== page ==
Wednesday, 30 January 2008

Two more from Michael Newman

Poet-in-Residence is delighted to showcase more work from the able pen of Michael Newman. The first poem 'Red Kite' (national bird of Wales) appeared in the September 2004 edition of 'Pulsar' and the second poem 'Porthleven' in the June 2004 edition.
Both poems are published here with Michael Newman's kind permission. Enjoy.

Red Kite

Just waiting on pole perch,
Telephone wires sagging, dragging down
With the rain,
Mountains a Welsh spectre.

His eyes are yellow-indulgence,
His feathers a ruffle of ennui.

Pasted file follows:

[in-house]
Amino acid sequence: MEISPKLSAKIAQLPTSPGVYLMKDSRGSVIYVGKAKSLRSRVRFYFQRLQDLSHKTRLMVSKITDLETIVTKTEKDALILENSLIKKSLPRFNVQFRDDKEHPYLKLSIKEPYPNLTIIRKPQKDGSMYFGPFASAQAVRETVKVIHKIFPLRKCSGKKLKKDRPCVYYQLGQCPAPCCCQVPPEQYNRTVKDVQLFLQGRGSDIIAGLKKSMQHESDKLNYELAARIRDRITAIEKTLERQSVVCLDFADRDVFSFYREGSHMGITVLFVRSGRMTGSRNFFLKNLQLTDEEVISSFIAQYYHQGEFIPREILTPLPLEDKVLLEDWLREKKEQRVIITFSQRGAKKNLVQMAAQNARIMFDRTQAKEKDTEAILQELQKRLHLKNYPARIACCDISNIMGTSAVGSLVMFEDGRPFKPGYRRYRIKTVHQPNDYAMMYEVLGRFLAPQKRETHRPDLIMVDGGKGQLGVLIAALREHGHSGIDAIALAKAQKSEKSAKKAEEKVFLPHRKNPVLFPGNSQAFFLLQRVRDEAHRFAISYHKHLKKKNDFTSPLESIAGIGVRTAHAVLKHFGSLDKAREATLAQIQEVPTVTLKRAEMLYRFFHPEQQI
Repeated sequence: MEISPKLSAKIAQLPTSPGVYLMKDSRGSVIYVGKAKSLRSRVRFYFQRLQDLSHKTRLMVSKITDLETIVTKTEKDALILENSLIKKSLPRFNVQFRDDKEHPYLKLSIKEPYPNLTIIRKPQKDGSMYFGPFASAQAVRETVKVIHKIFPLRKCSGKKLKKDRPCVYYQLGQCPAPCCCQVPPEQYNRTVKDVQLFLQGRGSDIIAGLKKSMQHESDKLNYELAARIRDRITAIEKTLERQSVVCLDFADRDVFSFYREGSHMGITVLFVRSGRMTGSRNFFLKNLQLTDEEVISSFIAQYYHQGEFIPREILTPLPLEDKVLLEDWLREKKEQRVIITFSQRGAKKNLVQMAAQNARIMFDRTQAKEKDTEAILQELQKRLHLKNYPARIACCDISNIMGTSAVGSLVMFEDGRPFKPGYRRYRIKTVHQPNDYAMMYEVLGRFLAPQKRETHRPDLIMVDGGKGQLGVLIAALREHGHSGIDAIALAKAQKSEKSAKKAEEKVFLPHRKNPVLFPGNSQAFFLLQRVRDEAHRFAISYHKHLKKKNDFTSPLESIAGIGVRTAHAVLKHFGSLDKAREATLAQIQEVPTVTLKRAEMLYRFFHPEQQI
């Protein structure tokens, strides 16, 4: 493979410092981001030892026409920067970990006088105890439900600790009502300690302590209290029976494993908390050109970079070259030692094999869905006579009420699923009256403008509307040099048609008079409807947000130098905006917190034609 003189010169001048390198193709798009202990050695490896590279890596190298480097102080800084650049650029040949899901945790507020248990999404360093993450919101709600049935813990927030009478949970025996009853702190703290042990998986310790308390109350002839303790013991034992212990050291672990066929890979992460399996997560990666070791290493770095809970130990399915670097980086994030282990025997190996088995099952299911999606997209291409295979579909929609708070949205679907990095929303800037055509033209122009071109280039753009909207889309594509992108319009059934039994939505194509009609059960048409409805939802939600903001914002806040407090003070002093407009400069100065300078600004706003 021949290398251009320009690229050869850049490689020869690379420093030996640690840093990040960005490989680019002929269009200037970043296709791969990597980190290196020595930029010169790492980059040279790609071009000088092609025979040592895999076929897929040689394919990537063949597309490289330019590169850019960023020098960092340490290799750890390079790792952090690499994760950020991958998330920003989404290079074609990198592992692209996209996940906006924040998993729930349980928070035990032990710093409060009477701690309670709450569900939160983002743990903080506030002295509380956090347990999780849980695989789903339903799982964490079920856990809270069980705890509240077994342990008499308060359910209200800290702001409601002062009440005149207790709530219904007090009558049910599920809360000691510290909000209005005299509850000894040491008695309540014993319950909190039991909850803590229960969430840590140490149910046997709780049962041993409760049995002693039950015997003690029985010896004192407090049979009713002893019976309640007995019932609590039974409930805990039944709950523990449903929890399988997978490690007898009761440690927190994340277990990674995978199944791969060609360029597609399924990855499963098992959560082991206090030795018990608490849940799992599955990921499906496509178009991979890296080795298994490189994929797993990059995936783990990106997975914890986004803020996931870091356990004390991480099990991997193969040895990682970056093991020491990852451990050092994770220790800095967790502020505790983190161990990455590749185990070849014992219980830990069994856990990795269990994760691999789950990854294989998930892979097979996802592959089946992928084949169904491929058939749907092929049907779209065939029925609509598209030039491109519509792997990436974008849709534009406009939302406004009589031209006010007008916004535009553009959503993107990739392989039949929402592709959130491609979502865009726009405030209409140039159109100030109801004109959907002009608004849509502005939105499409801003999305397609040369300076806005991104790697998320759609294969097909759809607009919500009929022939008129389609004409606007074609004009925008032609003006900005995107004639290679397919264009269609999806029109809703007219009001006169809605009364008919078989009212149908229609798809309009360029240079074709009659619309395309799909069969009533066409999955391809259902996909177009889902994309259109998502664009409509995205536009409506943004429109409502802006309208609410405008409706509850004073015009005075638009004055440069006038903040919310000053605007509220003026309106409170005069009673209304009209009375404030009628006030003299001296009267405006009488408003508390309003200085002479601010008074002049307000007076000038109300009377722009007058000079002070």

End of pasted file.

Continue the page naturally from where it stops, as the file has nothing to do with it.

Forty-eight hours,
And no movement,
No passes at exposed rabbits.

He can see the warden's
The poacher's resolve,
Can differentiate between the two.

And yet,
In the few seconds of take-off,
Outdoes camcorder,
To leave only
That imprint of memory

Recalled in talks,
Dreams, side shows,
Quietly penned now.


Radio-controlled gulls
Land on the beach,
While a silhouette-moon
Is remoted from Solar HQ.

Now wisps of smoke
Signal belated barbecue.
Far out,
Another ship anchors
At earth's rim.

Even the varicose hills
Niggle away at woodland serenity.

Everywhere we are searching
For something beyond self,
For an answer to the question
We have yet to pose.

Only the children seem unaffected,
Guarding their grains of truth
With sandcastle defences.

c)- Michael Newman

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